Discovering MidgardApril 17, 2019
I was a wild child, too restless for my school in the rough streets of Brooklyn, and I spent more time in the principal’s office than in the classroom. In the fourth grade, functionally illiterate, I earned special placement—in the corner of the class. My teacher, Mrs. Coleman, dropped a stack of comic books next to me and told me to make something out of these. Surrounded by web-slinging teenagers, alien superheroes, and demi-gods, in the midst of concrete jungles and far-flung landscapes, I saw the world where I belonged. But those black squiggly word things were in the way, often blocking more action, which I craved. Mrs. Coleman told me that those words were part of a bigger story, a more grand adventure, way cooler than even the incredible drawings of rainbow bridges to cosmic realms—and totally secret until you solved the mystery. Figure out those words, she said, and the universe is yours. A month later, I was reading the Iliad and the Odyssey.
A career of reading and writing led me to teaching. When I introduced a history textbook to my eighth grade class, one of the students, Max, shouted, “I hate books!” He crawled under his desk and into a fetal position. He reminded me of someone. After class, once he calmed down, Max told me how reading textbooks made him sick. They were heavy, boring, and, though he loved history, he felt disconnected from the stories and personalities because the “life was drained out of them.” I realized Max was right. I put the textbooks back on the shelf and started telling the class stories about history. These stories soon evolved into American Hero and featured a fictional character, known only as the Zemi. As I told the class stories about how the Zemi came to America and stood witness to the great events of history, they encouraged me to write them down so they could read the stories over. The students felt engaged and kept wanting to know “what happens next.” Even Max. In fact, Max became so empowered by reading American Hero that by the end of the year, he submitted his own chapter to the book. A few years later, Max went to college, majoring in history.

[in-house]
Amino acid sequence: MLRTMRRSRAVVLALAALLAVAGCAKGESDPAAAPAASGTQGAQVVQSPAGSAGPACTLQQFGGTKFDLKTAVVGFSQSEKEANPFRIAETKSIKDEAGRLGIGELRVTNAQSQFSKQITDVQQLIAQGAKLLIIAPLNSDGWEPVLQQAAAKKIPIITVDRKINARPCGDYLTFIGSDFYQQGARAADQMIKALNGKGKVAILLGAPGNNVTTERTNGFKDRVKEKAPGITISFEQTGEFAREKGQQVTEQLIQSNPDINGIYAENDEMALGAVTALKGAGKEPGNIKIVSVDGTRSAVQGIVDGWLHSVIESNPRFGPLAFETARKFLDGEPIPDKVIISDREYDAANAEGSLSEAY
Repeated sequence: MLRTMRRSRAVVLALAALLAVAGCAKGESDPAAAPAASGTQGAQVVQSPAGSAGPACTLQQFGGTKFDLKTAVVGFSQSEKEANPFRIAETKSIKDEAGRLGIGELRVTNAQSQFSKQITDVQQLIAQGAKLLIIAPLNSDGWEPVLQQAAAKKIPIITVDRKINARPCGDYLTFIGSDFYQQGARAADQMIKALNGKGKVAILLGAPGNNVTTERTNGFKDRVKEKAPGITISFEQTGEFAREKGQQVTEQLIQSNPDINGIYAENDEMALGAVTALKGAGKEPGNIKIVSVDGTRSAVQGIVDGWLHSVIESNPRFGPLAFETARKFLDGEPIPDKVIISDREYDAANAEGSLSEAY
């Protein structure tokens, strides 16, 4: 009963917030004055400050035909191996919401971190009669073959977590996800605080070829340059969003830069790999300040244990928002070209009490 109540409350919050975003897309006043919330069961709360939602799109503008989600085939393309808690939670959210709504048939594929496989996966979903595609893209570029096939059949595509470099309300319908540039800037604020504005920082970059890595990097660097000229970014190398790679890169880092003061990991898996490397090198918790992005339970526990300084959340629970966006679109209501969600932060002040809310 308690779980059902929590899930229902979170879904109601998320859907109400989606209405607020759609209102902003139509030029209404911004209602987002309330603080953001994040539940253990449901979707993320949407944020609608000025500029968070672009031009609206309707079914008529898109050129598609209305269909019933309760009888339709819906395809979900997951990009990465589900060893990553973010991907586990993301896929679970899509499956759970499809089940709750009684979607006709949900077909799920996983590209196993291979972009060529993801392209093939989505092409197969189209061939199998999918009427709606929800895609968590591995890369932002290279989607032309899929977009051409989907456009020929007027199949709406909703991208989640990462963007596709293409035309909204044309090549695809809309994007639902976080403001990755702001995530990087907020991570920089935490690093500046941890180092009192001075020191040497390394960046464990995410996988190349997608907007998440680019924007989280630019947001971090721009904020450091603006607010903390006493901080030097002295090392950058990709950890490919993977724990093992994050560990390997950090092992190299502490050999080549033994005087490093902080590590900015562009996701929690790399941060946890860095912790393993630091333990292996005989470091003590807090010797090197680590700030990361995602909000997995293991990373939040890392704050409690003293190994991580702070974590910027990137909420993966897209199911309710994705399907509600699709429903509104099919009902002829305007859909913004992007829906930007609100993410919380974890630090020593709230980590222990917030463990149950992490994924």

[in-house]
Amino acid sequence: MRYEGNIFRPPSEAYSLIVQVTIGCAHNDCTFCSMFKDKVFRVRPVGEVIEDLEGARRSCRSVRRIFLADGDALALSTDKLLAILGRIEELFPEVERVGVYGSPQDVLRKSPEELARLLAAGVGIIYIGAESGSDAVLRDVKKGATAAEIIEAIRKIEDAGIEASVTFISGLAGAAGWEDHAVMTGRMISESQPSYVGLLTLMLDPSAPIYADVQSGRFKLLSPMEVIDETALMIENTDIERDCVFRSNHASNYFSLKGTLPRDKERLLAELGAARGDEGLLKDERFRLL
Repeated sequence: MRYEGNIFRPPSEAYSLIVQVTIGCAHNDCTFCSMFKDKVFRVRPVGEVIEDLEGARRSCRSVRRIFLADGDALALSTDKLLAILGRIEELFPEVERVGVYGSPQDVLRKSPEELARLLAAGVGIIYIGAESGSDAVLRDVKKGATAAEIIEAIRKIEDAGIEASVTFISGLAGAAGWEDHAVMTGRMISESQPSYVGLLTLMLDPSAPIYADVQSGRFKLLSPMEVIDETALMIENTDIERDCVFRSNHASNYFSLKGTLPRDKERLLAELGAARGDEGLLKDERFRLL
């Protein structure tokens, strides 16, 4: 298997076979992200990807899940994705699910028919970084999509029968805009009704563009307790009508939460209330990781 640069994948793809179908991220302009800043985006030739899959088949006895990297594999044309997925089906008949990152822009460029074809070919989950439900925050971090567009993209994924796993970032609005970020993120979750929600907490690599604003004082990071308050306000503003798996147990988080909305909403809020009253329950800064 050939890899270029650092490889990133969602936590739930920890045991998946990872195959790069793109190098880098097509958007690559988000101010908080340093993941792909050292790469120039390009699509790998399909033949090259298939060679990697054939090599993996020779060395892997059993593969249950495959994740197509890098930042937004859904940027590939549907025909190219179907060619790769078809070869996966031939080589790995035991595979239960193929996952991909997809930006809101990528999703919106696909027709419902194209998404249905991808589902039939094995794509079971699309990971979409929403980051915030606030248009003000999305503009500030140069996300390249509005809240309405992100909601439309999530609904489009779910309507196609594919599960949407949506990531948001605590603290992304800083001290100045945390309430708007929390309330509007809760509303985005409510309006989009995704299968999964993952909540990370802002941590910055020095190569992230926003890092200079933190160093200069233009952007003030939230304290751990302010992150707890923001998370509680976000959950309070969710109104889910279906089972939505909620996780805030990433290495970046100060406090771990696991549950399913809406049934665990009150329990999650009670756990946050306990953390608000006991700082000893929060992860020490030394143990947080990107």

Through Max and dozens of other students over the years, and, of course, teachers such as Mrs. Coleman, I learned that history can be exciting, engaging, entertaining, and even inspiring. To quote William Faulkner, “The past is not dead. It’s not even past.” The past echoes through into the present and into students’ lives when they feel the true, human story. That is what Midgard is all about. The name means “Middle World,” that land, according to the Norse, between chaos and dreams, where human beings, even wild children, can learn how to be human.